Ethicon, Inc., a Johnson & Johnson Company and inventor Duan Li Ou received a patent award in the Medical Device category for “Rapid Cure Silicone Lubricious Coatings” (U.S. Patent 9,434,857). This is a patent for a highly lubricious coating designed to enable rapid curing after application to the surface of a medical device. The novel chemistry and processing associated with this invention improves the performance of the most widely used surgical instrument, the suture needle, in a very substantial way that practically all surgeons can perceive. The coating substantially reduces tissue penetration performance of suture needles. The patent allows needle penetration force to be reduced by up to 70%, thus providing the surgeon with a high level of control and precision when suturing.
ExxonMobil Research & Engineering Company and inventors Smruti A. Dance, Douglas E. Deckman, Kevin J. Kelly, Ahmed F. Abou El Enein, and Benjamin D. Eirich received a patent award in the Energy category for “Lubricating Oil Compositions with Engine Wear Protection” (U.S. Patent 9,506,009). This patent relates to automotive engine oil compositions providing significantly improved wear control and unprecedented fuel efficiency, while maintaining or improving deposit control in a gasoline or diesel engine. This novel technology enables the use of lower viscosity engine oils in advanced gasoline and diesel engines operating under high temperature and pressure conditions. The advanced engine oil formulation strategy of this invention has had its greatest impact on present-day passenger car diesel vehicles, where the novel combination of lubricant properties has helped advanced light-duty diesel engines meet the rapidly changing, increasingly stringent emission standards of a modern world.
Honeywell International and inventors Stephen Cottrell, Yuon Chiu, Haluk Kopkalli, Hseuh Sung Tung, Kevin Uhrich, and Peter Scheidle received a patent award in the Industrial Process category for “Methods of Making 2,3,3,3-Tetrafluoro-2-Propene” (U.S. Patent 9,890,096). The patent describes a cost-effective method to manufacture 2,3,3,3 Tetrafluoro-2-Propene (HFO-1234yf) from 1,1,2,3-tetrachloropropene (TCP).
Insmed Incorporated and Chief Technology Officer Walter Perkins accepted a patent award in the Emerging Therapies category for “Methods for Treating Pulmonary Non-Tuberculous Mycobacterial Infections” (U.S. Patent 10,251,900). The invention provides methods for treating Mycobacterium avium complex (MAC) lung infections in patients previously unresponsive to MAC therapy. The methods include the administration of amikacin liposome inhalation suspension (ALIS), a macrolide antibiotic, and ethambutol in order to achieve eradication of the MAC infection, as measured by a negative MACsputum culture.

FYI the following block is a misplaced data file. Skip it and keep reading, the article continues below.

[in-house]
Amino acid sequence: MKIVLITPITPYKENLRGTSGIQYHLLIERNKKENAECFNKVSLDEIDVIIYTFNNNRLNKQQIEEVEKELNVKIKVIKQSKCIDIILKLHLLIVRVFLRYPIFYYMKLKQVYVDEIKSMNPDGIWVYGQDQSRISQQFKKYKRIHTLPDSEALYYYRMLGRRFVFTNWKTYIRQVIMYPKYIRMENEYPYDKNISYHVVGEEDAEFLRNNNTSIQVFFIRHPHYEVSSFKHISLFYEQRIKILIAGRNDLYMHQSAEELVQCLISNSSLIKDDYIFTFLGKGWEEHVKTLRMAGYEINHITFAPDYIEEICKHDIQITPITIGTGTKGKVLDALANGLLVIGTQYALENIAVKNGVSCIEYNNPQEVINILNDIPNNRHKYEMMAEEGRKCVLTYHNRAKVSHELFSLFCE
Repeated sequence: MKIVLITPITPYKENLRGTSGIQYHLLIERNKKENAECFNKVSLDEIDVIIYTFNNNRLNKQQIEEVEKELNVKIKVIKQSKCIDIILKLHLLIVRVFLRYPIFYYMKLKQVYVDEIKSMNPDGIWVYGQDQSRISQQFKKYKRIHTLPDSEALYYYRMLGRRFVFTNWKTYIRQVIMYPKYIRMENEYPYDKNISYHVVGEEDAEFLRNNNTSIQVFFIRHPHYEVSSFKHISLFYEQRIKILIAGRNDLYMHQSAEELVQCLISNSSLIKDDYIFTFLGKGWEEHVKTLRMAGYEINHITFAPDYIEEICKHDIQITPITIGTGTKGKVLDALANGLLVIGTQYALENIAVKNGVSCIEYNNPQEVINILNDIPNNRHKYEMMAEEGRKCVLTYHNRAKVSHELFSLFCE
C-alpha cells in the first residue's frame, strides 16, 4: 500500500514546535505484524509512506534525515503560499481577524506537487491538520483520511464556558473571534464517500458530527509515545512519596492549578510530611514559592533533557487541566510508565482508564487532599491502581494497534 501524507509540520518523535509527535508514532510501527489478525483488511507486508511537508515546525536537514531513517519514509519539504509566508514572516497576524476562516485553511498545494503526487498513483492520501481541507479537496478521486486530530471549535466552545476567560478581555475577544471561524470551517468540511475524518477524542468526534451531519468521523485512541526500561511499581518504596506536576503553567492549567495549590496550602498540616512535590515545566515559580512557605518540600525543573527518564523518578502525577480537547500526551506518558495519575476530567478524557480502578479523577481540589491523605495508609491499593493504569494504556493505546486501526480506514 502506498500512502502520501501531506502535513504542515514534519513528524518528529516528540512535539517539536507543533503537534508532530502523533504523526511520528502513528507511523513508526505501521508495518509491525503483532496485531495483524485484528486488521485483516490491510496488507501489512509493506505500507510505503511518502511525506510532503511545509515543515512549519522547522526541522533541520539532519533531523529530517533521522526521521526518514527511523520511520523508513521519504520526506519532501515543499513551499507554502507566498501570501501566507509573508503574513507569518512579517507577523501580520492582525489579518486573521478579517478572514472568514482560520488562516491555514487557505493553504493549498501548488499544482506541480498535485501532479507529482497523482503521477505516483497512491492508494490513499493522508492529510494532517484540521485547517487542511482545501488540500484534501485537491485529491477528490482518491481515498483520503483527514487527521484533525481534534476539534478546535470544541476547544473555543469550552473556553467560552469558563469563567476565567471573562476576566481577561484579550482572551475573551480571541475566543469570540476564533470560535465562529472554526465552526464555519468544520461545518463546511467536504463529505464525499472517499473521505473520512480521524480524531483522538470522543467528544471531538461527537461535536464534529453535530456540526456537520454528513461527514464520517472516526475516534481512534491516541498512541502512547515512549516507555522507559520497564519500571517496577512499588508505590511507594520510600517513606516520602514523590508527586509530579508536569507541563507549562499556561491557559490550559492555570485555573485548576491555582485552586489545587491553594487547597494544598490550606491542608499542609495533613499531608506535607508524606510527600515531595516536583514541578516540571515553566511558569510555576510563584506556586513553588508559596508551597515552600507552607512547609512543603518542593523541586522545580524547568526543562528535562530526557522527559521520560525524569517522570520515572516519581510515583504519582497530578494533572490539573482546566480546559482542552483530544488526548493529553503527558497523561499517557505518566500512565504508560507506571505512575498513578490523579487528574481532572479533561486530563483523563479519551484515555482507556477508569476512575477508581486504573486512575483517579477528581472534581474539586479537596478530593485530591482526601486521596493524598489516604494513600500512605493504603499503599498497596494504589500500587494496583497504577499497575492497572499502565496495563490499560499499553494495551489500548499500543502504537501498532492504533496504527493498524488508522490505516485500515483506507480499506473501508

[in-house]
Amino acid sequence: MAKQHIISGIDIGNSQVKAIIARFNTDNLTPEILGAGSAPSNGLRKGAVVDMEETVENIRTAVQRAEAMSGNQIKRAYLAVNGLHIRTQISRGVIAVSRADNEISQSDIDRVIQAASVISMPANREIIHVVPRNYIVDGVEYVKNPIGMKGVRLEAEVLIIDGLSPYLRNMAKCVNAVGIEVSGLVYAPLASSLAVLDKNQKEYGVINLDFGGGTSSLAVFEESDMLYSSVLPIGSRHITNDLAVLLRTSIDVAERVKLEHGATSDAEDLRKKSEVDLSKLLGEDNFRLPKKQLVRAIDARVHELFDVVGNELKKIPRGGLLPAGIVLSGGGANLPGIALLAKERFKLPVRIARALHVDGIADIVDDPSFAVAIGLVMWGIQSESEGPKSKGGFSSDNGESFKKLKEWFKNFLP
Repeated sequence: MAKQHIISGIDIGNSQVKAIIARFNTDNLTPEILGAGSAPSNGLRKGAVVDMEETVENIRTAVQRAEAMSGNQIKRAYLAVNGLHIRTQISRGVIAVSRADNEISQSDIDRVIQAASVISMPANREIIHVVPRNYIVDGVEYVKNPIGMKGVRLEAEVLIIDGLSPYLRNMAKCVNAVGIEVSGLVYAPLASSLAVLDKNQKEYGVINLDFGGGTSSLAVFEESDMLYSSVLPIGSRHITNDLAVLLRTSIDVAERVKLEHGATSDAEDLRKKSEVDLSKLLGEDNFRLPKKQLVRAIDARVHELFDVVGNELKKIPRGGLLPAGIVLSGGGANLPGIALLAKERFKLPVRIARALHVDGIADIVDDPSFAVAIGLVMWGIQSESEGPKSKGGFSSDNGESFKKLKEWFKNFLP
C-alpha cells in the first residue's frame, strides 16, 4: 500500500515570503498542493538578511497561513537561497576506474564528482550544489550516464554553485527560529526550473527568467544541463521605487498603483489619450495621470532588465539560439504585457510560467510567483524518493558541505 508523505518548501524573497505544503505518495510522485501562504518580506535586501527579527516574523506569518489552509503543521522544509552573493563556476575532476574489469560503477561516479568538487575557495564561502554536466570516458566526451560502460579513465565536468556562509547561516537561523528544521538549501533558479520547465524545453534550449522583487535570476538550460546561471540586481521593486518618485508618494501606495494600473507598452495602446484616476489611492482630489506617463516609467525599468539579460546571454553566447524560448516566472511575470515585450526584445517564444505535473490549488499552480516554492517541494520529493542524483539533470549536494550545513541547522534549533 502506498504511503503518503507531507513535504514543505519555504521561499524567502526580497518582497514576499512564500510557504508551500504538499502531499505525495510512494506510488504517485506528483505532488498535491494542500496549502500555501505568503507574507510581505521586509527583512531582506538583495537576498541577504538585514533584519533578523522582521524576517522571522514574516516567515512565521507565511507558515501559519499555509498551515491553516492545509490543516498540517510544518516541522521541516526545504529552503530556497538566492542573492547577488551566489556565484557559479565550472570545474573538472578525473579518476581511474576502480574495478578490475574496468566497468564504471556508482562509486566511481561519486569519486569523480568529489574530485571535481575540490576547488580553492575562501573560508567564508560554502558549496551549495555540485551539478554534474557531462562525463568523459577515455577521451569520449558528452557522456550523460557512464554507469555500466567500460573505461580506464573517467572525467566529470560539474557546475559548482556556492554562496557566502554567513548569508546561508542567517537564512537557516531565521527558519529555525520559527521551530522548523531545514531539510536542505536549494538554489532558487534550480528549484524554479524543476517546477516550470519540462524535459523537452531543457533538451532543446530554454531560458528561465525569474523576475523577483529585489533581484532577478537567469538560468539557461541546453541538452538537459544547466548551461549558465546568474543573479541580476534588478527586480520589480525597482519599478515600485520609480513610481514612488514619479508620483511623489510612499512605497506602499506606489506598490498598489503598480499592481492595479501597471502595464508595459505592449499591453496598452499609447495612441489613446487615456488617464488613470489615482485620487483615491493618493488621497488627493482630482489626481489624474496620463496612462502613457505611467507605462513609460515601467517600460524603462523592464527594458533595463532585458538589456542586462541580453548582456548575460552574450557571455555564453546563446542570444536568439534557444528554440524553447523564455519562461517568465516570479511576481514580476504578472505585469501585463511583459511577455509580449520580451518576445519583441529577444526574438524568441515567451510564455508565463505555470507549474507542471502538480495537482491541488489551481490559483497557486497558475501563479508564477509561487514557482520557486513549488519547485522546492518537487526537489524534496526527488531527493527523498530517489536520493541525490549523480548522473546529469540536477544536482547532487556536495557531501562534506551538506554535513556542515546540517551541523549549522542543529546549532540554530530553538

Merck & Co., Inc. and inventors Timothy A. Blizzard, Helen Chen, Jeffrey D. Hermes, Jason E. Imbriglio, Seongkon Kim, and Christopher J. Mortko received a patent award in the Pharmaceutical category for “Beta-Lactamase Inhibitors” (U.S. Patent 8,487,093). This patent discloses MK-7655, a novel β-lactamase inhibitor under review with the FDA for use in combination with imipenem/cilastatin to treat life-threatening Gram-negative bacterial infections. MK-7655 received Fast Track designation from the FDA in 2014. In addition to disclosing MK-7655, this patent also describes structure activity relationships around the novel diazacyclo-octane scaffold, which had not been in the literature prior to its disclosure by Merck.
New Jersey Institute of Technology and inventor Chrysoff Camacho received a patent award in the Agriculture category for “Systems and Methods for Aerial Seeding” (U.S. Patent 9,930,827). Reforestation capsules composed of biodegradable materials are operable to be used in aerial reforestation operations. Capsules may contain one or more seedlings, compacted fertilizer, soil, and/or nutrients. Capsules include a flight platform component and cone tip component. The capsule structure survives impact and may serve as additional nutrient for the seedling(s). A housing unit sized and configured to contain and dispense capsules can be mounted or otherwise housed in an aircraft such as a drone to deliver capsules.